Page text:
Seemingly, this is difficult to understand, since a person is required to reprove a friend if he hurt him, so why in the prohibition of bearing a grudge is it forbidden to remind him that yesterday he refused to lend him something? However, if the goal is to improve their relationship, and out of love he says to his friend “I am happy to help you, and I would be happy if you could also lend me things when possible,” saying so is not prohibited at all — the exact opposite – it’s a mitzvah. The prohibition “do not bear a grudge” is to insult a friend, and by saying “take a look – I’m not like you,” he really means: “Take a look at how miserable a miser you are – after you refused to lend me your spade yesterday, you have the nerve to ask me today for a sickle? But I won’t sink to your level, I’ll let you use the sickle. Go take a look in a mirror, and see what a nasty person looks like…” Consequently, the prohibition of ‘do not bear a grudge’ is no less severe and insulting than the prohibition ‘do not take revenge.’
If this is the case, how should one react? The best thing to do is to reproach the friend with love and friendship in order to prevent resentment from developing between them. And it’s preferable to do so before his friend needs to ask him for a favor, because at such time, reproach is liable to hurt his feelings. And if despite the importance of the mitzvah to admonish, a person prefers to avoid it – either because he is embarrassed to do so, or because he fears his reproach will aggravate the situation – he must scratch the affront from his heart, because since he did not admonish his friend, he has no right to resent him. Nevertheless, he is permitted to decide in his heart that it’s better for him to somewhat distance himself from his friend so as not to get hurt, but it is forbidden for him to act in a hostile way, or to ignore him. If they meet by chance – he should say hello, and if he asks for a favor – he should help him amiably.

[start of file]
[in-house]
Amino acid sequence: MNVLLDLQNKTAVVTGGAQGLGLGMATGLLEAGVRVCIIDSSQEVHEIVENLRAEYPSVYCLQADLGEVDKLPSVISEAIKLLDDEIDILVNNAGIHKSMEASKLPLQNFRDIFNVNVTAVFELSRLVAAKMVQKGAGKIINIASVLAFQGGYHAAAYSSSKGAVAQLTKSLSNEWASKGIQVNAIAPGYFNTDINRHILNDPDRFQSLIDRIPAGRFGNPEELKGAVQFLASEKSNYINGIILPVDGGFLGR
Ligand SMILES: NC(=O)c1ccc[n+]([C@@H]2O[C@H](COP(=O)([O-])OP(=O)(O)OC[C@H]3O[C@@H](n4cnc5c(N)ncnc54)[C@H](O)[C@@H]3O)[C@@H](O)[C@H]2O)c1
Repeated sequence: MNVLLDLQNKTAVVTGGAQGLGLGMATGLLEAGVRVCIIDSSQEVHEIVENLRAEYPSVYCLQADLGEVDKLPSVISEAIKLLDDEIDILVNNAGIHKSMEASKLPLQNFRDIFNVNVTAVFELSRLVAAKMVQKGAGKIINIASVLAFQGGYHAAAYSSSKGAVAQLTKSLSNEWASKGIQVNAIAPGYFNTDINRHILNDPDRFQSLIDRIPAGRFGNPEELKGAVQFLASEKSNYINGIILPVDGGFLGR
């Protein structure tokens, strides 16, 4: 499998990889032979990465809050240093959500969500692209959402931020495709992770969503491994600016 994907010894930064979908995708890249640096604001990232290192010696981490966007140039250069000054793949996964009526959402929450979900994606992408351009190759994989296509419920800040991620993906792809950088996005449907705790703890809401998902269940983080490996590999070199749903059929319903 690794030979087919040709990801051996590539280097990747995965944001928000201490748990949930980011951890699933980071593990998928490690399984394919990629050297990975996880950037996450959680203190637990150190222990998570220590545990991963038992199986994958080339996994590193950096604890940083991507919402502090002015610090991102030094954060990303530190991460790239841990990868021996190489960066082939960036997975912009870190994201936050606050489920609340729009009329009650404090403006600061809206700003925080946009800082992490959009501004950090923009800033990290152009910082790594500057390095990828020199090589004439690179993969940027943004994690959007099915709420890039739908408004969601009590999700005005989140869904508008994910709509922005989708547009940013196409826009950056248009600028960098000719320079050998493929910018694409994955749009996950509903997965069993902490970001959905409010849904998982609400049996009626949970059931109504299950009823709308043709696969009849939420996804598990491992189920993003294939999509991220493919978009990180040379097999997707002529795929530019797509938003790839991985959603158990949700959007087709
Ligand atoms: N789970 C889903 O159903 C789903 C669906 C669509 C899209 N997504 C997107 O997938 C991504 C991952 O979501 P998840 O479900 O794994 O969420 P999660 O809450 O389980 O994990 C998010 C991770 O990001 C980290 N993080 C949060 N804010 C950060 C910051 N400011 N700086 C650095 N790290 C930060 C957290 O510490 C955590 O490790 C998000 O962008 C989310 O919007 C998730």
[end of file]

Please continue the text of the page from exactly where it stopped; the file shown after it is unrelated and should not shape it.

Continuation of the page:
Compensating for an Omitted Celebration after the Quarantine
Q: Is it possible to compensate a groom and bride who had to get married in a limited framework due to the quarantine?
A: With God’s help, when the quarantine is over, as long as the couple is within the first year of their wedding, their family and friends may arrange a feast in their honor, and in the zimun before Birkat HaMazon, they should add “Sheh Ha’Simcha Bi’m’ono” (‘in whose abode there is joy’) and if there are ten men, they should bless “Niverech Elokeinu Sheh Ha’Simcha Bi’m’ono” (‘Let us bless our God in whose abode there is joy’) [Ketubot 8a]. True, it is written in the Shulchan Aruch (Even Ha’Ezer 62:13): “Nowadays all joy is granted and we do not say “in whose abode there is joy” except in the sheva ya’mey ha’mishteh (seven days of the banquet).” However, when they could not rejoice properly during the sheva ya’mey ha’mishteh, the joy can be compensated for during the first year (see, Pitchei Teshuva 20). Kal ve’chomer (all the more so) in our days when joy has started to return through the building of the Land.
This article appears in the ‘Besheva’ newspaper and was translated from Hebrew.